Attitudes of pharmacists to provision of Home Medicines Review for Indigenous Australians

Lindy Swain*, Claire Griffits, Lisa Pont, Lesley Barclay

*Corresponding author for this work

Research output: Contribution to journalArticlepeer-review

7 Citations (Scopus)

Abstract

Background Home Medicines Reviews could improve the quality use of medicines and medicines adherence among Aboriginal people. Despite high level of chronic disease very few Home Medicines Review are currently being conducted for Aboriginal and Torres Strait Islander people. Objective The aim of this research was to explore the barriers and facilitators from the pharmacists’ perspective for the provision of Home Medicines Review to Aboriginal people attending Aboriginal Health Services. Setting A cross sectional survey was used to gather demographic, qualitative and quantitative data from 945 Australian pharmacists accredited to undertake Home Medicines Review. Method The survey consisted of 39 items which included both closed, open ended and Likert scale questions. Data was extracted from the online survey tool and analysed. Descriptive statistics were used to explore the quantitative data while qualitative data was thematically analysed and coded for emergent themes. Main outcome measure Number of Home Medicines Review conducted for Aboriginal and Torres Strait Islander patients. Results A total of 187 accredited pharmacists responded to the survey. They reported that barriers to Home Medicines Review to Aboriginal patients may include lack of understanding of cultural issues by pharmacists; lack of awareness of Home Medicines Review program by Aboriginal Health Service staff; difficulties in implementation of Home Medicine Review processes; burdensome program rules; the lack of patient–pharmacist relationship, and the lack of pharmacist–Aboriginal Health Service relationship. Conclusion Changes to the medication review processes and rules are needed to improve the accessibility of the Home Medicine Review program for Aboriginal and Torres Strait Islander people. Improved relationships between pharmacists and Aboriginal health service staff, would increase the likelihood of more Home Medicines Reviews being conducted with Aboriginal and Torres Strait Islander patients.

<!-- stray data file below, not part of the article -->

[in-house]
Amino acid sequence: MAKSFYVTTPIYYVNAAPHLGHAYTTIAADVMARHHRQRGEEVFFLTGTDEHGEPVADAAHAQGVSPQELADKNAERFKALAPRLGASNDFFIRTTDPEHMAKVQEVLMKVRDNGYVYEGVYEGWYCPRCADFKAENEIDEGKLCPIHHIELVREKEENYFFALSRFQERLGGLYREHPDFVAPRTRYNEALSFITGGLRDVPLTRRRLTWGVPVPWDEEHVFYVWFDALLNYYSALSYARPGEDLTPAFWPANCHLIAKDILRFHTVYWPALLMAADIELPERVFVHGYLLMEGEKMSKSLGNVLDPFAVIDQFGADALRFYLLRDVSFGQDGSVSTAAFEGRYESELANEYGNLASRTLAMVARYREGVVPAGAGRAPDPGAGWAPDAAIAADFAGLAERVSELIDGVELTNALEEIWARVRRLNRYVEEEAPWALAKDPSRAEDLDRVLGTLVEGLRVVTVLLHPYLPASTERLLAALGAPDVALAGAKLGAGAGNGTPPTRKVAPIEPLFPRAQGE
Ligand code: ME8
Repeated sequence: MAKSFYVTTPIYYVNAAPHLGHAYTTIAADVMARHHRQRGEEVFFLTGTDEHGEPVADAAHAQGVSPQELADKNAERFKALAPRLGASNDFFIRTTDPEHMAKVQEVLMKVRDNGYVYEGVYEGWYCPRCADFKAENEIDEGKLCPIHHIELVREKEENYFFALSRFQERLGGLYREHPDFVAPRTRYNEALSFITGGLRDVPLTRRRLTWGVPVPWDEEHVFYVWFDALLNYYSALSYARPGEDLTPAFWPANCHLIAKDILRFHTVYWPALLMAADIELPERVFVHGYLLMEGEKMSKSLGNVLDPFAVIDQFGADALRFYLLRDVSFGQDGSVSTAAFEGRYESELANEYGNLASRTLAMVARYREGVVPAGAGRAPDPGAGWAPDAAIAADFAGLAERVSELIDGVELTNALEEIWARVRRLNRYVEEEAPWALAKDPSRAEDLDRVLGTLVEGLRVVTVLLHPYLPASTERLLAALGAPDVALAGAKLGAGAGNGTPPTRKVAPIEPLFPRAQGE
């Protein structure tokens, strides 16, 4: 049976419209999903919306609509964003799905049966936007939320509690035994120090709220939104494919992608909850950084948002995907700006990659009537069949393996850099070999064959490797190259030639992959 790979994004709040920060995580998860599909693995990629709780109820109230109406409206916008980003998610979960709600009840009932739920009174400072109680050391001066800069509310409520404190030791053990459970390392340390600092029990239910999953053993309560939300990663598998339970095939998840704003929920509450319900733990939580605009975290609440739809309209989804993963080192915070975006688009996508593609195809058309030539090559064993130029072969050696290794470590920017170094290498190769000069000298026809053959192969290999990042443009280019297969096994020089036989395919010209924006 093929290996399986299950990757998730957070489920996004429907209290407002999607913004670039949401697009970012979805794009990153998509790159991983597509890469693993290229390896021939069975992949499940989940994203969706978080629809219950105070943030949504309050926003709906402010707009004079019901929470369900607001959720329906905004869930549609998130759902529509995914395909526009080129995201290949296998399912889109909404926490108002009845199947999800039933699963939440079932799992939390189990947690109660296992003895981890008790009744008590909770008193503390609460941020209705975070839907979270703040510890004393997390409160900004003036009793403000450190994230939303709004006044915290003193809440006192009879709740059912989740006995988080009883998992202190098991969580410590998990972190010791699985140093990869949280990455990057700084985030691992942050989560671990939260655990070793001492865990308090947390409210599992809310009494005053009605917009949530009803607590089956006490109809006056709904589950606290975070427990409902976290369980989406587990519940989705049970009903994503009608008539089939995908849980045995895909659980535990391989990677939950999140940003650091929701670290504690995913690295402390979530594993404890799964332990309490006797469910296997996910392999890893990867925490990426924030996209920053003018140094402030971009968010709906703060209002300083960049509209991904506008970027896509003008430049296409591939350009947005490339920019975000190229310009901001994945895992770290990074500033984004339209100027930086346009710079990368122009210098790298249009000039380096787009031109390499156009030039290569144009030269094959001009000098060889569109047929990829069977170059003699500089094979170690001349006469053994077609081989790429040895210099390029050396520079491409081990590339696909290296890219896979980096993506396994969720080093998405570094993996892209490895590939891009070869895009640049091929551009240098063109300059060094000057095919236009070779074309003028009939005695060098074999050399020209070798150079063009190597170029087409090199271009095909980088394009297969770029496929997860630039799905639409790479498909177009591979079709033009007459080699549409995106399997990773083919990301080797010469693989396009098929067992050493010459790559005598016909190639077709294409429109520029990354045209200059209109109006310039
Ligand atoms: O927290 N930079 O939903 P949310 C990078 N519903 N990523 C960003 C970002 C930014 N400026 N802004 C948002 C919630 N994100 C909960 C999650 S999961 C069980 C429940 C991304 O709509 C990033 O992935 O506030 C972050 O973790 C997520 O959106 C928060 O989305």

Original languageEnglish
Pages (from-to)1260-1267
Number of pages8
JournalInternational Journal of Clinical Pharmacy
Volume36
Issue number6
DOIs
Publication statusPublished - 12 Nov 2014
Externally publishedYes

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